Parks Canada



Parks Canada

March 28, 2013 15:25 ET

Government of Canada Names Thousand Islands National Park

Incredible park more closely linked to its majestic region

MALLORYTOWN, ONTARIO--(Marketwire - March 28, 2013) - Today, on behalf of the Honourable Peter Kent, Canada's Environment Minister and Minister responsible for Parks Canada, Mr. Gord Brown, Member of Parliament for Leeds-Grenville, officially unveiled Thousand Islands National Park of Canada. With Royal Assent of the Private Members Bill-C370 yesterday at 4 p.m., the name of St. Lawrence Islands National Park was officially changed to Thousand Islands National Park of Canada.

"The name Thousand Islands National Park will help this national park renew its place in the consciousness of Canadians and inspire future generations to continue support for this long established protected treasure," said MP Brown. "The Thousand Islands is known throughout the world as a tourism destination, and Parks Canada can now take advantage of this strong brand and align their public offering with those of other regional tourism providers."

The initiative to rename the park was led by MP Gord Brown. After consulting with local municipalities, business organizations and the Park, he introduced the name change as a bill in parliament. The new name better associates the park with its setting and helps promote and support natural and cultural tourism and related businesses within the Thousand Islands region.

"This name change presents an opportunity to renew Canadians' passion and support for our country's treasured natural spaces," said Minister Kent. "Placing Thousand Islands National Park on the map is a small but significant step that will help enhance public awareness of this incredible park."

Thousand Islands is an internationally recognized brand and with this name change, Parks Canada will contribute its known quality of service, and its ability to work with private companies to offer incredible experiences for Canadians and international visitors.

Parks Canada works to ensure Canada's historic and natural heritage is protected and, through a network of 44 national parks, 167 national historic sites, and four national marine conservation areas, invites Canadians and people around the world to engage in personal moments of inspiring discovery at our country's treasured natural and historic places.

For additional information, please see the accompanying backgrounder at www.parkscanada.gc.ca under Media Room.

BACKGROUNDER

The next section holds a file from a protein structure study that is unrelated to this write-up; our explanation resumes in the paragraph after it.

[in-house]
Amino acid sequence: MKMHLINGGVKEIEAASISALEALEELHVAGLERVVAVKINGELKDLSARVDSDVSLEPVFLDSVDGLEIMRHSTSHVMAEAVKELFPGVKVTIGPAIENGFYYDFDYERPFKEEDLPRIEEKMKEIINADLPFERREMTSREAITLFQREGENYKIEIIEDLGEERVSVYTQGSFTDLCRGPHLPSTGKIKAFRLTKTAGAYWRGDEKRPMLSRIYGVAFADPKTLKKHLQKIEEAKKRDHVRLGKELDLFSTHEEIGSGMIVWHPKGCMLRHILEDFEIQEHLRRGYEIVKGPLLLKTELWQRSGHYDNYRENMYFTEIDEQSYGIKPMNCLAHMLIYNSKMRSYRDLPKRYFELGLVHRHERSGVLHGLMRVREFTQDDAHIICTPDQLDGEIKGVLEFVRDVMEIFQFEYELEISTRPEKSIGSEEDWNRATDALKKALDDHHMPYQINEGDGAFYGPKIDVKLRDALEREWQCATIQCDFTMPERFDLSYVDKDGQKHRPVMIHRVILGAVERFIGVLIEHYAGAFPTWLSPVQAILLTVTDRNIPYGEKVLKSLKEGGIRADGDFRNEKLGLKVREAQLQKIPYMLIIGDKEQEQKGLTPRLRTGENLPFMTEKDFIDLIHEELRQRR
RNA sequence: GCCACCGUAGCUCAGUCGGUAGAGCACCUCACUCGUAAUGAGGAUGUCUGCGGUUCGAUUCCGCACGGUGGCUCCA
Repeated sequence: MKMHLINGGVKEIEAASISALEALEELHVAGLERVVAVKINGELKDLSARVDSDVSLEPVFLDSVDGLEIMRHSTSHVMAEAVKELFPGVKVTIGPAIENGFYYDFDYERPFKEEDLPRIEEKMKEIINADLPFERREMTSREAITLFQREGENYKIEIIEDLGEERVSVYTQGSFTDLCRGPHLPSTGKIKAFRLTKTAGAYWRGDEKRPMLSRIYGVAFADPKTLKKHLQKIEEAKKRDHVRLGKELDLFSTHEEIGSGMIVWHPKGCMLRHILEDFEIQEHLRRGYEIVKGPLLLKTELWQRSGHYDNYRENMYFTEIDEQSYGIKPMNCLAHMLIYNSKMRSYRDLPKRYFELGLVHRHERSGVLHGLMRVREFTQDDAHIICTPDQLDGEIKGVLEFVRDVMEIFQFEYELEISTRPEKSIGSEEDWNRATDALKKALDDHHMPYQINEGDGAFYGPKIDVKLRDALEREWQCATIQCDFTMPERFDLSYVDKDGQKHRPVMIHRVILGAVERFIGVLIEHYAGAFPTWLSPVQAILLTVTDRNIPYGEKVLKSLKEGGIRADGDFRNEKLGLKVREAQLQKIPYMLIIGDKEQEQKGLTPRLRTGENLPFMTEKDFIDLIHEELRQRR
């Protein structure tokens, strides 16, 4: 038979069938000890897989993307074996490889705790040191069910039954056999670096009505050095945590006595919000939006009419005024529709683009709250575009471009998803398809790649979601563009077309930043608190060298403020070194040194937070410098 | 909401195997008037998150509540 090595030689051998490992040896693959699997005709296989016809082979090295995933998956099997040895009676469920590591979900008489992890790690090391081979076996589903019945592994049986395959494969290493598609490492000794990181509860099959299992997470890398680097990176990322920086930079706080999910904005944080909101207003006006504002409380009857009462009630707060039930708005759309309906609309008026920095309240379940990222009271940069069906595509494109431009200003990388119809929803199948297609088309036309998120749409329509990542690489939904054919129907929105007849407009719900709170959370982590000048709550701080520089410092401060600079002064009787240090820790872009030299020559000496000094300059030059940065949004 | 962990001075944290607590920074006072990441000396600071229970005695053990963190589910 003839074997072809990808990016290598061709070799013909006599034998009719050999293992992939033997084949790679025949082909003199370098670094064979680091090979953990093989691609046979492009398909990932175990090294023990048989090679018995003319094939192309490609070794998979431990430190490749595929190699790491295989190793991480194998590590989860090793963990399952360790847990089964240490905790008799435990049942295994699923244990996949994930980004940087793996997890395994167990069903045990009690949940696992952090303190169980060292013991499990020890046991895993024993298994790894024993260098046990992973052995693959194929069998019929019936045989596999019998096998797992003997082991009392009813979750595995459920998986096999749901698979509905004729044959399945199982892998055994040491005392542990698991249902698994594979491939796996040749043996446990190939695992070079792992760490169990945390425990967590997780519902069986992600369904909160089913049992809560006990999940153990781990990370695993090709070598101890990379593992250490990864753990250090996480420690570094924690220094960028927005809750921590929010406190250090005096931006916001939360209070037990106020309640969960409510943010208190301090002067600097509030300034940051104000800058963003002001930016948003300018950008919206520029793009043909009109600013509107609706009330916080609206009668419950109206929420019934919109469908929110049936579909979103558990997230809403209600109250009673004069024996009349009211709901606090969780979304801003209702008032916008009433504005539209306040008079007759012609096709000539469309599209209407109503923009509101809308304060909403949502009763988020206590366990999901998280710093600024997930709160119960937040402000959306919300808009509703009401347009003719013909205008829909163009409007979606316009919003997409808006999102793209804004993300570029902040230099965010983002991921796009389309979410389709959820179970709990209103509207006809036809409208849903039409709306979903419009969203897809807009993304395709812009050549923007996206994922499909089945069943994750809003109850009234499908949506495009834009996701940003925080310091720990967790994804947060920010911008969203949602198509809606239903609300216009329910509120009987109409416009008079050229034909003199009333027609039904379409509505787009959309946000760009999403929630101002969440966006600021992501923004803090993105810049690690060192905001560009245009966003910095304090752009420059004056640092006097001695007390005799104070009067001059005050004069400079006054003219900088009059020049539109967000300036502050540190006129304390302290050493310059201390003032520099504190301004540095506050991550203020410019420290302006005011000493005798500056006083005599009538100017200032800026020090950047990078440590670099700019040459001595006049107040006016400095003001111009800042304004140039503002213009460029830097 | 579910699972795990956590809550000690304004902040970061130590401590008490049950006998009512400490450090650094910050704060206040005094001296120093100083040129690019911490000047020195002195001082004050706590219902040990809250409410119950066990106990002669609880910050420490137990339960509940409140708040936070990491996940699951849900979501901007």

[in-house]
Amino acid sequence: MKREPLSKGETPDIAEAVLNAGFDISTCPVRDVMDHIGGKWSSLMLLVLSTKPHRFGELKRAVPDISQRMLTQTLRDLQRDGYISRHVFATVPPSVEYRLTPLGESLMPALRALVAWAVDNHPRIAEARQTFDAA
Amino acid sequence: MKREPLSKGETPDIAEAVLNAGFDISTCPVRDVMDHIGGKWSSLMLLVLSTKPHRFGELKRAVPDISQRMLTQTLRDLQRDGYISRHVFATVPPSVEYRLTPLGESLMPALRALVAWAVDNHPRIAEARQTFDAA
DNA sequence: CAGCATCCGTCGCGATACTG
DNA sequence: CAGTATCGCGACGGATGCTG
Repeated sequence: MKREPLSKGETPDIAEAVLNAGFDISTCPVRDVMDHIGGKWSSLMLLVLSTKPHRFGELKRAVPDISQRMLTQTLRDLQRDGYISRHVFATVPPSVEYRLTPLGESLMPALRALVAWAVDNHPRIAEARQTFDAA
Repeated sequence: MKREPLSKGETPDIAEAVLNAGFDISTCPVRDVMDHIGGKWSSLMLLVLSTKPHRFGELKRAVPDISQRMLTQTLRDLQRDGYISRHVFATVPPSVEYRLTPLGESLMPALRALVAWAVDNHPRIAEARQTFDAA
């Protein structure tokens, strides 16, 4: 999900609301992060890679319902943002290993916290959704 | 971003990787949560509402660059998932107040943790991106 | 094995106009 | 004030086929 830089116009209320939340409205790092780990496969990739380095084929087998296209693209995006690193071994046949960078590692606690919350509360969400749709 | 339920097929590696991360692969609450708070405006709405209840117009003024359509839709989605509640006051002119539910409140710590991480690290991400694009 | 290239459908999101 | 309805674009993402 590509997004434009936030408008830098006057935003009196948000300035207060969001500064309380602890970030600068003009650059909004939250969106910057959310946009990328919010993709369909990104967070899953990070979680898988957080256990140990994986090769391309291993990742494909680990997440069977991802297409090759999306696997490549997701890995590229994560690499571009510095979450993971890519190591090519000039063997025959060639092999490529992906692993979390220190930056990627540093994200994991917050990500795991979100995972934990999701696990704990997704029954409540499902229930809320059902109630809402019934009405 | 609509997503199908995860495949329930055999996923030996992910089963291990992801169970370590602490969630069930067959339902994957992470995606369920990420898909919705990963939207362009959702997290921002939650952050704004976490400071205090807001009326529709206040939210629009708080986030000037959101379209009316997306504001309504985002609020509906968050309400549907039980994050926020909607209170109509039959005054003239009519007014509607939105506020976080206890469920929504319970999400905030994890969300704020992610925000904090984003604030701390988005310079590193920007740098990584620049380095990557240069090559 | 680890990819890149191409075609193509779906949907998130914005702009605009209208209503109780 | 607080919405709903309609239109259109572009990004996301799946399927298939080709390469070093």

Thousand Islands National Park

Established in 1904 St. Lawrence Islands National Park was created greatly due to the efforts of community residents to have a national park in the area. It is unclear why the name St. Lawrence Islands National Park was selected as the original park name, although historical records refer to the area as "islands situated in the River St. Lawrence" and "islands in the St. Lawrence which comprise the Thousand Islands Group."

Thousand Islands National Park began with a small piece of waterfront property granted to the federal government by the Mallory family, with the stipulation that it be used for "park purposes." Over the years, more islands and land parcels were added. Today, the park consists of all or parts of 26 islands and 80 islets and shoals located along a 100-kilometre stretch of the St. Lawrence River between Kingston and Brockville, Ontario, as well as several mainland properties.

The park is located at the meeting point of two continental-scale biogeographic features: the St. Lawrence River and the Frontenac Arch. Both have a great influence on the biodiversity of the park. The granite-knob topography of the arch and a transition zone between boreal and deciduous forest species create a series of microhabitats which help to support one of the highest biodiversities in Canada including a high number of species at risk. The rugged nature of the Frontenac Arch has resulted in less landscape modification than in most of southern Ontario and as a result, the area remains important for many species of flora and fauna.

The Thousand Islands are considered "stepping stones" in the connectivity corridor linking Algonquin Provincial Park in Ontario and Adirondack State Park in New York State. The park also represents a rich cultural landscape of human activity encompassing many generations that have connected to this place, including prehistoric and contemporary Aboriginal use, military and trade routes, early island settlement and farming, and more recently, recreational development.

Over 400,000 visitors a year experience the Thousand Islands by tour boat, travelling the St. Lawrence River among the park islands; with an average of 70,000 visitors stopping to enjoy the many offerings of Thousand Islands National Park.

As a significant protected area in the heart of the Thousand Islands, Thousand Islands National Park works to promote sustainable recreation while protecting the land and wildlife that make the area a popular tourist destination.

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